The issue wasn’t outright scamming, it’s that the Instagram star in question is just the sad epitome of pulling back the curtain to reveal the sad man behind the awesome wizard. She sold a version of herself online for years of high romance, literate awareness, and artistry: ambition, achievement (500K!), and principle (she claimed the book deal went south because she didn’t want to feed into the idea all women writers had to offer were romantic memoirs). In reality a lot of the writing wasn’t hers, she had a severe Adderall addiction that left her barely able to function during those European romances and balls, she’s a pathological liar, and she’s a terrible friend — arguably the really damning bit, since social media is about parasocial relationships with your audience. I don’t think the Cut article is any kind of revelation, but the copy editor herself insists the Instagrammer isn’t deliberately trying to scam or grift anyone, but social media has allowed her to PROJECT the person she wants to be to the extent that she never actually has to BECOME that person — she’s satisfied by her audience’s belief rather than actualization.

        And I find that worthwhile because I see that over and over on social media on a much smaller scale, so I hope more people read about this mess and realize how much they might have in common with this woman.

      • Ally says:

        @KL, this is beautifully expressed, especially the part about image projection versus actualisation.

        I might add one can see that as a metaphor for more momentous situations as well: organizations, or countries even, that wrap their image around principles they don’t actually pursue or enact, because the image is enough to inspire/fool people.

  3. Oh No says:

    This was definitely worth the read. I would watch this if it was a Lifetime movie 😂

  4. BlueSky says:

    We live in a time where people want instant gratification and fame. They don’t want to have to work for it. Social media has really made this easy. I’m going to sound like an old lady yelling at the clouds but I believe these IG influencers are just looking for an excuse to not find real jobs.

  5. Kate says:

    Whyyy did I click the link and read about a poor dog getting shot??

  6. Other Renee says:

    The instagrammer also had a huge half million dollar book deal with a big advance and then for a reason I couldn’t understand decided not to write the book and has to return the advance. Her ghostwriter write the book proposal for her.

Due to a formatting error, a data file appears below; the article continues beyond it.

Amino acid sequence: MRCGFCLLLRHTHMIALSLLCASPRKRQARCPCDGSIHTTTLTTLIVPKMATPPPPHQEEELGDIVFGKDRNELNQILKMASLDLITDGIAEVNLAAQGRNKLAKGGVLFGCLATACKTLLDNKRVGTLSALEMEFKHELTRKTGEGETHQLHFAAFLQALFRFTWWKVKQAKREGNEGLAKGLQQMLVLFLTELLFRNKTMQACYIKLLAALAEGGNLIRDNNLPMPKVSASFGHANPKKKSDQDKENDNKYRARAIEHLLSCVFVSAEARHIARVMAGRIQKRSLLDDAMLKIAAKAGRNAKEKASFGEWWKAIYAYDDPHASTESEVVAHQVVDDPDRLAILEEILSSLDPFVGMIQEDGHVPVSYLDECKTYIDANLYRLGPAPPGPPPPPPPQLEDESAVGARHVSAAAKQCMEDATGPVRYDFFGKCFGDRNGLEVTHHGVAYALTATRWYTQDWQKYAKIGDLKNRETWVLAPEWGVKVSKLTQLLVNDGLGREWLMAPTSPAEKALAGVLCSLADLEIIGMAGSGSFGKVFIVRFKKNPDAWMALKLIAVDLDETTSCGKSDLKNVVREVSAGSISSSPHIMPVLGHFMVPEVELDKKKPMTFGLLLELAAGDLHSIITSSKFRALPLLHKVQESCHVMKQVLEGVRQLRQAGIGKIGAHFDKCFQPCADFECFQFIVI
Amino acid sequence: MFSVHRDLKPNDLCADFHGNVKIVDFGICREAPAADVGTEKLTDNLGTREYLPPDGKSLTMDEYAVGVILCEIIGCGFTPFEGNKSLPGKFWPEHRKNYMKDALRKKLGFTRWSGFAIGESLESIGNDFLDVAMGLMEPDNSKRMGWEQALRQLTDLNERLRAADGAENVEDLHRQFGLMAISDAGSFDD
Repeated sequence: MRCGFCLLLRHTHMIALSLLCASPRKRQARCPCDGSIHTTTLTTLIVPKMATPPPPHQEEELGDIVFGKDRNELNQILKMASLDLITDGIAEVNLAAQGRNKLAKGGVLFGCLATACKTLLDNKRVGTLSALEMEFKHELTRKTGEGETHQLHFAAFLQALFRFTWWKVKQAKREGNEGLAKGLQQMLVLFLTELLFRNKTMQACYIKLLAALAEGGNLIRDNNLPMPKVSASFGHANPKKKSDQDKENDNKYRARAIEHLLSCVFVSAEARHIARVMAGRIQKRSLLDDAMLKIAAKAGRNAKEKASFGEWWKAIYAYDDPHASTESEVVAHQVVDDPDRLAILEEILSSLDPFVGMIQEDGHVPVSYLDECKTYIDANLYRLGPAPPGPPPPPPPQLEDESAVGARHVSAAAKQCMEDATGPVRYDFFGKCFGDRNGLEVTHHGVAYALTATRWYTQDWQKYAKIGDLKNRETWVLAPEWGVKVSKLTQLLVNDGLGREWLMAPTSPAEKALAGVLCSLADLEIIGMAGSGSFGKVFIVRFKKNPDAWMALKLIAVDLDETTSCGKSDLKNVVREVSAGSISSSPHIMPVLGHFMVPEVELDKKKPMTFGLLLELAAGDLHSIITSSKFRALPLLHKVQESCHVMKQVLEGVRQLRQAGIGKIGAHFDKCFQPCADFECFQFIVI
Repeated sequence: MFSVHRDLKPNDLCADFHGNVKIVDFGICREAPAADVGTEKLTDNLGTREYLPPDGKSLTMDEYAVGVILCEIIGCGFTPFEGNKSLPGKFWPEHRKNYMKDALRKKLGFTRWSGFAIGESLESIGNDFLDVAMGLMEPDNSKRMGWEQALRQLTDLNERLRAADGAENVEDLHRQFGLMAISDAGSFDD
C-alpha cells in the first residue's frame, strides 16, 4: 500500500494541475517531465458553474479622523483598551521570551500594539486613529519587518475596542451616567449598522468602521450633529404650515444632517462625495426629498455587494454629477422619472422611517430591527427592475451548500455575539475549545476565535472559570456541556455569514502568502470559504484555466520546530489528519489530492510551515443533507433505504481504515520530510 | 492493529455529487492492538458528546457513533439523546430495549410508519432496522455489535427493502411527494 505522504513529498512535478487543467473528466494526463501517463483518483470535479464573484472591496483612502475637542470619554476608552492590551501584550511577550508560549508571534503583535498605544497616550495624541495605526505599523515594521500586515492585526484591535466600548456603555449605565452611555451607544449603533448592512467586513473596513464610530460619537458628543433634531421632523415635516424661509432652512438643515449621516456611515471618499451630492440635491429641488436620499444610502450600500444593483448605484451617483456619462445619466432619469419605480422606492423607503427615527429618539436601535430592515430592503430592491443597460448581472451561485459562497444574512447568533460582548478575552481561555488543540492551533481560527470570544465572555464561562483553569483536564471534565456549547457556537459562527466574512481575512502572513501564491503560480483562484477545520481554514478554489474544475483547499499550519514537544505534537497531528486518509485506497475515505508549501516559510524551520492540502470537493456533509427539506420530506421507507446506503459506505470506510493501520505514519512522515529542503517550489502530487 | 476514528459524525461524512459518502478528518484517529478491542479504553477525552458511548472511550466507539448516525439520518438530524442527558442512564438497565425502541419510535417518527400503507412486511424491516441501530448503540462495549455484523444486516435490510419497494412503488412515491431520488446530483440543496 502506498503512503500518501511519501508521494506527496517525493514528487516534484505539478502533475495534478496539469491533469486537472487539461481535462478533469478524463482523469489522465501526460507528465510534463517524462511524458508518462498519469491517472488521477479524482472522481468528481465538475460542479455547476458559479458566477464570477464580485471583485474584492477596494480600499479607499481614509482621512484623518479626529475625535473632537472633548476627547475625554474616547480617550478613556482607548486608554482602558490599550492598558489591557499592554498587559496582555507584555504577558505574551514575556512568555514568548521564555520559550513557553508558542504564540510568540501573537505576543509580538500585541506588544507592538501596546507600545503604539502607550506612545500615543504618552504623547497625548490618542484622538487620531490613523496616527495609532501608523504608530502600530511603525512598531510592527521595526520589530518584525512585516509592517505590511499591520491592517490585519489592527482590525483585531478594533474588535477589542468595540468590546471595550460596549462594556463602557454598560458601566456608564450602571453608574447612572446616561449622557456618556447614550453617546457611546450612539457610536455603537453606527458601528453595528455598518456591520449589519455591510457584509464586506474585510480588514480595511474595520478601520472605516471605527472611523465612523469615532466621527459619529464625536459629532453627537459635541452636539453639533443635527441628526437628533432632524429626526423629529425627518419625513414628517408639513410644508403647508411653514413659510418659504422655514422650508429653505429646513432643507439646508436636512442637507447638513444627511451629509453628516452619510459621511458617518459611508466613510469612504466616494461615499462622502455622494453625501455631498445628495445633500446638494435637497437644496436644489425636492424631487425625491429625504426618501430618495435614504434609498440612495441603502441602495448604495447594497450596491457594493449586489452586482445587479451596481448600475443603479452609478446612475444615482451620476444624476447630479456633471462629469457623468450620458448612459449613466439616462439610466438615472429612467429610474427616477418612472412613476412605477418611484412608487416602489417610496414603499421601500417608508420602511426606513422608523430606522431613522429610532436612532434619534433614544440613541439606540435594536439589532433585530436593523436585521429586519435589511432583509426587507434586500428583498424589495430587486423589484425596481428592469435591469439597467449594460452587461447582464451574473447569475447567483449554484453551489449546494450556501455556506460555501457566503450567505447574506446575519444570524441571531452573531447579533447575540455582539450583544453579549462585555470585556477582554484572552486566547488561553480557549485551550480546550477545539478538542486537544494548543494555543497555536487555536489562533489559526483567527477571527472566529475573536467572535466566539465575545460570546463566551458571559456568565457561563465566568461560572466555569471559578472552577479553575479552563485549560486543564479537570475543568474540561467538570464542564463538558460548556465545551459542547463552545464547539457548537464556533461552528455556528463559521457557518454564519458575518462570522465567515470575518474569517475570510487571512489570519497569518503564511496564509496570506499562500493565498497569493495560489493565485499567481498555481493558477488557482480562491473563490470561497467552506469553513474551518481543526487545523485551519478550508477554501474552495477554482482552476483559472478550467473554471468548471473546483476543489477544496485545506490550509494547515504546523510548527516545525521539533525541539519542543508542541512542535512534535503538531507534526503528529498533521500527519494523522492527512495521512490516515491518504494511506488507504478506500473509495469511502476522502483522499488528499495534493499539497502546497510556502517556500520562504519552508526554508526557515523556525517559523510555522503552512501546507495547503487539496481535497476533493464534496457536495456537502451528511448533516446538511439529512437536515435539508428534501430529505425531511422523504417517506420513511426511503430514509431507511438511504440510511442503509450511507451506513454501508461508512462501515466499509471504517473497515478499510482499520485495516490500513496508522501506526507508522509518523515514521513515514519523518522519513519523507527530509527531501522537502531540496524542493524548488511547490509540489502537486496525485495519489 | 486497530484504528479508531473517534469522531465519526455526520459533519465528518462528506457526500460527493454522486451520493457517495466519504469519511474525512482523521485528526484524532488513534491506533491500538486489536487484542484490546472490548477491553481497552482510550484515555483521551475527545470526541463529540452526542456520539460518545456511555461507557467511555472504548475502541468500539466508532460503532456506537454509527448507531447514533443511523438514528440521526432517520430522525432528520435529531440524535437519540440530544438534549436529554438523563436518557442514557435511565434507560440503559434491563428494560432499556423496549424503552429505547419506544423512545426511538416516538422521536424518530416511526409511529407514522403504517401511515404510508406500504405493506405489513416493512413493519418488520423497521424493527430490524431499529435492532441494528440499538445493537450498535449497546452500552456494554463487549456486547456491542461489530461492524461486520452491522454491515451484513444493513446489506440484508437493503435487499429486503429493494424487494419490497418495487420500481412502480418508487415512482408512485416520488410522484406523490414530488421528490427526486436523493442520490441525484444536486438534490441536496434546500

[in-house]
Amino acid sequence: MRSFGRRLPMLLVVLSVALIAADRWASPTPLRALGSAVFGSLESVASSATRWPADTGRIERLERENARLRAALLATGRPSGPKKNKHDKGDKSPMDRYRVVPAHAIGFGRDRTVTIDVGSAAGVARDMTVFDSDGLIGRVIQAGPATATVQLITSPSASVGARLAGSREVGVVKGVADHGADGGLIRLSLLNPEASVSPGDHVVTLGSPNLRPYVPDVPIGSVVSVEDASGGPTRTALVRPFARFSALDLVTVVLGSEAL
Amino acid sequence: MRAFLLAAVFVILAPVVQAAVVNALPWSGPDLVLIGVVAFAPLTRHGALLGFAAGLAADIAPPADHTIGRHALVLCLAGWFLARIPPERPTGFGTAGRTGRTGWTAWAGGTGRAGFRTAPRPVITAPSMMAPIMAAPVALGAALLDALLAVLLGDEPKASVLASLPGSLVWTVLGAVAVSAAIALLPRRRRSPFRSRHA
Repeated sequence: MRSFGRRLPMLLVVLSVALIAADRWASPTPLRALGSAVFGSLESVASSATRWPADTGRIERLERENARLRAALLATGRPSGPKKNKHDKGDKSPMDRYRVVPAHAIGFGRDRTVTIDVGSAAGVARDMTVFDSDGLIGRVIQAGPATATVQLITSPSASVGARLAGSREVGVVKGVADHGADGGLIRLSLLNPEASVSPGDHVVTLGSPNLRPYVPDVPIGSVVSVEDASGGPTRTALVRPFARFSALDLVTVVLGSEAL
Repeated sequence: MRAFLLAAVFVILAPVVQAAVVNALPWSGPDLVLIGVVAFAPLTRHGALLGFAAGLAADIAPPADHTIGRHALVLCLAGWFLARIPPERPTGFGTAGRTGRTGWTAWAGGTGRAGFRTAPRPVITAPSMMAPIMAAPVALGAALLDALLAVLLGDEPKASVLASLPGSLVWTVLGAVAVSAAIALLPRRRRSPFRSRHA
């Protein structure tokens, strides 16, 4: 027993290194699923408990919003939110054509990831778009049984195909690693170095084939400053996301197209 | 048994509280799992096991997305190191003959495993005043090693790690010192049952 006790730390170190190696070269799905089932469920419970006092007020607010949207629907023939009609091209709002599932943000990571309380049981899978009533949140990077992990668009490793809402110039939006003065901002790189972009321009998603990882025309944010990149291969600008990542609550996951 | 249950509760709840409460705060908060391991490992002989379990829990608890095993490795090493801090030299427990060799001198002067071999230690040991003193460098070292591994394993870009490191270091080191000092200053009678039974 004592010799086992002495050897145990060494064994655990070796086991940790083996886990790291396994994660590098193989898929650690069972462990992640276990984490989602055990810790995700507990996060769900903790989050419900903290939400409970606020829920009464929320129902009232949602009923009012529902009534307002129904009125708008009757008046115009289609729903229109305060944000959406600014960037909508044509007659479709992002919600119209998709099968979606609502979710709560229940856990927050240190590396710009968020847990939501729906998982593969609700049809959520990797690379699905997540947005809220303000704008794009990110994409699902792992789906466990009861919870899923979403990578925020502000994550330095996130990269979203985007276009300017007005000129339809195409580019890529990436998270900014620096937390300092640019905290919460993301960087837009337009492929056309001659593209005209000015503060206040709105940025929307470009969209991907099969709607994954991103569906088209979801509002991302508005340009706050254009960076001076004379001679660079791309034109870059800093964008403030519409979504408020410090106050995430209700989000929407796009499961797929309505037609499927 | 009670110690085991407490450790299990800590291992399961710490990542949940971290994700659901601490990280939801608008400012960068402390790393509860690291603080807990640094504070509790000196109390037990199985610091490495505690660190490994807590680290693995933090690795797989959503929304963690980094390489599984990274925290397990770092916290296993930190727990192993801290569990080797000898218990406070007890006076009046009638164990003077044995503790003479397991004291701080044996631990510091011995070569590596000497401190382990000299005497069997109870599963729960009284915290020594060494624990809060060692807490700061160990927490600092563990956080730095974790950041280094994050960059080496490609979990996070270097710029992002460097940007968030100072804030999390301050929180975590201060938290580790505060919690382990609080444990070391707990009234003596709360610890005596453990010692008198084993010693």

7. Kebbie says:

    I don’t get why this story is even a story. I mean it’s not like the ghostwriter thought she was going to be publicly credited, right? They were captions for the other girl’s Instagram account. And the advance has to be returned, so nobody is being paid for the proposal from what I understand.

    I don’t really see what the Caroline girl did to the ghostwriter that was so horrific, aside from not answering the air bnb door that one night. It just sounds like she was a narcissist and a flake and the writer had an unhealthy dependency on her and their friendship.

    I kept waiting for a bombshell that never came. Maybe my reaction would be different if I were familiar with this Caroline woman. But it’s a big “so what?” over here. It just seems like a lot of over dramatization about nothing.

    • Erinn says:

      It’s really a mixture of things. The woman’s more of a scammer based on using someone else’s proposal to land a book del, creating a creativity tour that she sold tickets for… and couldn’t give the ticket holders what they’d been promised. She’s just a real grifter type.

      • Arpeggi says:

        Also, her “art” is just some cutouts of Matisse paintings on fancy colored papers and she sells that $200 (which are never actually sent: scammer will scam!). It’s really nothing compared to influencers who have lied about their cancer while telling others to get off chemo and buy their snake oil, but I went on her Ig today and what a vapid, narcissist idiot! Her content is boring and basic AF

    • Eliza says:

      She has the pay back the book company so the ghost writer doesn’t get her 35%. I dont know why that’s not being mentioned more.

      • Kebbie says:

        Wasn’t the agreement that she’d get 35% for the actual book rather than the proposal? I get that it’s potential income that was lost, but she didn’t actually write the book then get screwed out of it. I assume the book wasn’t written because Caroline’s inability to complete it is why she owes the money back.

  8. My3cents says:

    Stories like these make me feel old.
    I guess it’s a millennial thing.

  9. Insomniac says:

    I cut my Internet scandal teeth on the Kaycee Nicole death hoax. Somehow Caroline seems like fairly small potatoes in comparison.

  10. BC says: